Brendan O'Connor: The debt that unites us is also tearing us apart
In refusing to realise property losses, the banks are not allowing people in crisis to move on.
The reluctance of lower paid people within the public sector to take more pay cuts comes as no surprise to anyone, least of all to their counterparts in the private sector who have themselves taken substantial pay cuts and have additionally experienced a huge erosion of the security enjoyed by generations past.
But it's not just the lower paid who have been reluctant to take cuts. Many bankers, judges, lawyers, politicians, executives in state enterprises, and, dare I say it, even TV presenters, have fought very hard not to take cuts on their high salaries. How many people on seemingly high salaries did we hear saying things like that they couldn't afford to take pay cuts, that it just wasn't possible? Which seemed odd. Until you thought about debt. Debt is the great common denominator. And the more you were earning, the more debt you were given; the more debt you were given, the more assets you were able to buy; the more assets you bought, the more assets you had collapsing in value.
People needed to keep their legacy earnings to service their legacy debts. Amazingly, many higher paid people see themselves as being just as desperate and close to the wire as lower paid people. For example, while most lawyers don't ring Liveline to talk to Joe Duffy, because they know they'll get very little sympathy, barristers will all tell you privately about the immense property pain being felt in the law library. But, of course, the situation is far worse for the lower paid.
We are a nation united by debt. But while debt is what unites us, it is also what is tearing us apart. In reality, it is debt that is at the core of the potential industrial relations war threatening the country right now. If you could solve the debt problems of the public sector, and their private sector counterparts, there would be no war. Public sector workers would probably accept more readily that there is a price to be paid for lifetime job security and a guaranteed pension, if they could afford to pay that price.
For their part, private sector workers might feel less resentful and more understanding if they themselves were not drowning in debt, if they had some alternative to the desperation they are feeling. Right now, people in the private sector not only have legacy debts to be paid on new-era wages, they have also lost the very security that the traditional debt model was based on. The idea of getting a mortgage for 20, or 25 years, was that you would have a job and a steady income for that time, so you could comfortably pay off your mortgage, and indeed it would get easier over time as your wages rose and the mortgage payments stayed static in nominal terms and went down in real terms. Now mortgages get harder for many people as time goes on, and entering into any commitment for 25 years seems insane, given how horribly wrong people's careers and financial situations can go.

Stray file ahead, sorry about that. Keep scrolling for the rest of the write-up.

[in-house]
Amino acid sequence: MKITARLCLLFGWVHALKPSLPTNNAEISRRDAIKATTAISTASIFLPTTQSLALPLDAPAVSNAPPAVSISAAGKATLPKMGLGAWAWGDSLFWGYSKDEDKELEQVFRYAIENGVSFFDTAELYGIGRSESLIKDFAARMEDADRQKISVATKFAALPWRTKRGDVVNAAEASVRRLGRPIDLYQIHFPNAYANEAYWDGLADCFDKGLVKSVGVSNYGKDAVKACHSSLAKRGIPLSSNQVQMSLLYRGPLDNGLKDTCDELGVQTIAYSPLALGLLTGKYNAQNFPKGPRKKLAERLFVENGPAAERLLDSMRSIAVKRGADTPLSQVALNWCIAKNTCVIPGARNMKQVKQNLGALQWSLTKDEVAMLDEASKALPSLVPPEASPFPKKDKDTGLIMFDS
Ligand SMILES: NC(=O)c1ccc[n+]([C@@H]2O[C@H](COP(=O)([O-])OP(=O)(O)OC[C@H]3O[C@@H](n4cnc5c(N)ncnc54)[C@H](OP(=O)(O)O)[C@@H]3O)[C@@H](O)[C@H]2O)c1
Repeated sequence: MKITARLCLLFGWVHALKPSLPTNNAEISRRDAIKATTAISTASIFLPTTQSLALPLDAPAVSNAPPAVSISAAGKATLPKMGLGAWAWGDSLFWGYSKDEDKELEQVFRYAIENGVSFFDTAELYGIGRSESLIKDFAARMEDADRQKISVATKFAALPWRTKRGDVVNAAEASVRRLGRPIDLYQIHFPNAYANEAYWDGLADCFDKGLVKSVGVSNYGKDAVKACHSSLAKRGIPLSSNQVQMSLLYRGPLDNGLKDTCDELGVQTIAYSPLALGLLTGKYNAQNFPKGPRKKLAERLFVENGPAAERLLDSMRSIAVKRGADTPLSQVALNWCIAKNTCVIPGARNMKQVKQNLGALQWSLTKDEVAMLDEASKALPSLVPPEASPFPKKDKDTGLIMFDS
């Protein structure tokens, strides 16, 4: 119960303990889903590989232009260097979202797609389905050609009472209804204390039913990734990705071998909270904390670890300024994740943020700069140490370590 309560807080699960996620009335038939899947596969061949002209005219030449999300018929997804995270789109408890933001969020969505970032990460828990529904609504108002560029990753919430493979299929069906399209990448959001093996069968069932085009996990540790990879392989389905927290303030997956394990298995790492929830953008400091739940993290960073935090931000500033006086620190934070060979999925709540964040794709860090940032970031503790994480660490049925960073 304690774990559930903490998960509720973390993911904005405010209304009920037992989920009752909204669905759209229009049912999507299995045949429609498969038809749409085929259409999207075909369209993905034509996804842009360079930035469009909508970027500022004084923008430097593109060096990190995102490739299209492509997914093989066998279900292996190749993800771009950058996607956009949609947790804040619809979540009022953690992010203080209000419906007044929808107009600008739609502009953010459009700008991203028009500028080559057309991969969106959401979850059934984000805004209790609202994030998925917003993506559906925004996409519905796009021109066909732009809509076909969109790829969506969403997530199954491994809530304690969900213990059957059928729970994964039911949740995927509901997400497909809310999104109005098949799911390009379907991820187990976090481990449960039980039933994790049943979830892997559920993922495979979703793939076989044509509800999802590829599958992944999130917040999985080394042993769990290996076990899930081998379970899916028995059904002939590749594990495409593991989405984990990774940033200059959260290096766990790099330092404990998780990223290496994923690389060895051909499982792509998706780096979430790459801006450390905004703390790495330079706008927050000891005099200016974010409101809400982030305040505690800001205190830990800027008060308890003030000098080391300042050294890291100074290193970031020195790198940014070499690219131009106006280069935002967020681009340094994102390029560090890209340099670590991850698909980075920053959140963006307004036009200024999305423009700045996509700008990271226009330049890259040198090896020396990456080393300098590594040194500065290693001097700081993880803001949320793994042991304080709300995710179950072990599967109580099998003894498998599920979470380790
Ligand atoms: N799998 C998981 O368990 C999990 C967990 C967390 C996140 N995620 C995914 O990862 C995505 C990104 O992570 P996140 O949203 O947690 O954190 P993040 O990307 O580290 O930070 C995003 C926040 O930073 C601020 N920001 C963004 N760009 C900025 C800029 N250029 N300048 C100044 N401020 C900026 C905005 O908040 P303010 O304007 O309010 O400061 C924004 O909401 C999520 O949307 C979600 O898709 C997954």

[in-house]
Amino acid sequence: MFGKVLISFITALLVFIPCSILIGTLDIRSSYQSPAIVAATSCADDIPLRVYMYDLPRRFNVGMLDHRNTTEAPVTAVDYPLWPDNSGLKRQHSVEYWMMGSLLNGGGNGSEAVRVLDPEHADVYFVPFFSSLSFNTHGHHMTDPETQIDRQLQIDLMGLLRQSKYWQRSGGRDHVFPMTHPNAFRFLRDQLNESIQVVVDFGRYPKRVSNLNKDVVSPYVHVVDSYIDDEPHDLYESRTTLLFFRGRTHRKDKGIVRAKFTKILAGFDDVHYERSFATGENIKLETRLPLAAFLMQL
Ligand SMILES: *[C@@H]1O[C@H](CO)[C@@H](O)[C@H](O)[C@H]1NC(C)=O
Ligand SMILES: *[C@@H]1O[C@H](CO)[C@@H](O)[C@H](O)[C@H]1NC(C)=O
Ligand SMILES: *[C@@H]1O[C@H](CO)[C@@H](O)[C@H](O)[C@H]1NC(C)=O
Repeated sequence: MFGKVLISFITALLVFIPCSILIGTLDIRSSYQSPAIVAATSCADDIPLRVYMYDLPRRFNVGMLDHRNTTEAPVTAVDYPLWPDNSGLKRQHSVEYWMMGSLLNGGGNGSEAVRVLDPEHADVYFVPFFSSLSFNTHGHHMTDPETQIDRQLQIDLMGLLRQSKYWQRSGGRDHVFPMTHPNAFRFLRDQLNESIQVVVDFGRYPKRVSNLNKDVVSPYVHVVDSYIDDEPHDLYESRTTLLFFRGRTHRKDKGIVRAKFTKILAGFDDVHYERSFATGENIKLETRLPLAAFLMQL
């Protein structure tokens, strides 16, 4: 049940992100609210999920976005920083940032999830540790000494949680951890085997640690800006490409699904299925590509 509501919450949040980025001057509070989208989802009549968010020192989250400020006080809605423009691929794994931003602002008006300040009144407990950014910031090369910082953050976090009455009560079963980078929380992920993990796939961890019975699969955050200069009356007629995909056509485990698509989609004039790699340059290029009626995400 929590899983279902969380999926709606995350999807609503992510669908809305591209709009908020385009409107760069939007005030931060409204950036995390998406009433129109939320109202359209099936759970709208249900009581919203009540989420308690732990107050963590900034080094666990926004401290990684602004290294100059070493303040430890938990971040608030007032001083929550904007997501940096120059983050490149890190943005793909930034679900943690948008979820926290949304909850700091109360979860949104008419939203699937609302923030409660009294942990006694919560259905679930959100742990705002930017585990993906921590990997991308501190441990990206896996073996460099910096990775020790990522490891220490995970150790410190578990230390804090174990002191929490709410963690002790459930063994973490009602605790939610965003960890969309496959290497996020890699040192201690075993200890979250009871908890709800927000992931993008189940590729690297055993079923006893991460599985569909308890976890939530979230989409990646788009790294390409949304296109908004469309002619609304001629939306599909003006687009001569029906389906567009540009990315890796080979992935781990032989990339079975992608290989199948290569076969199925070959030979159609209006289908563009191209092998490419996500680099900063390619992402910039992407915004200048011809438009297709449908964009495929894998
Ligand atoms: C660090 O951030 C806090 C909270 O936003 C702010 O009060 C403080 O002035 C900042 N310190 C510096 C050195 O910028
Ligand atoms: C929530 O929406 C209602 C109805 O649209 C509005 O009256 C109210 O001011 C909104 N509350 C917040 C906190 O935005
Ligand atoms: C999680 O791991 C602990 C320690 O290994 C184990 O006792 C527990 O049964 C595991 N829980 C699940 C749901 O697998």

The Personal Insolvency legislation has not offered the alternative that those in desperation needed. There are two key factors that limit the relief that will be offered. One is that the banks, despite having been bailed out by the people and being owned, in no small part, by the Government, will be under no obligation to comply with any personal insolvency plans. The second is that property debt will follow too many people around even if they manage to sell their distressed property.
And all of this is contributing to stasis in the economy. People who have money are hoarding it, people
who haven't much money aren't spending a penny of it and some people pour every penny they have into trying to get their debt down to some kind of manageable level. Everyone has a major dose of the fear. Debt hangs over everything for them, and they worry, even if their situation is not distressed, that it could rapidly become distressed, and they worry there is no safety net if they do enter into distress.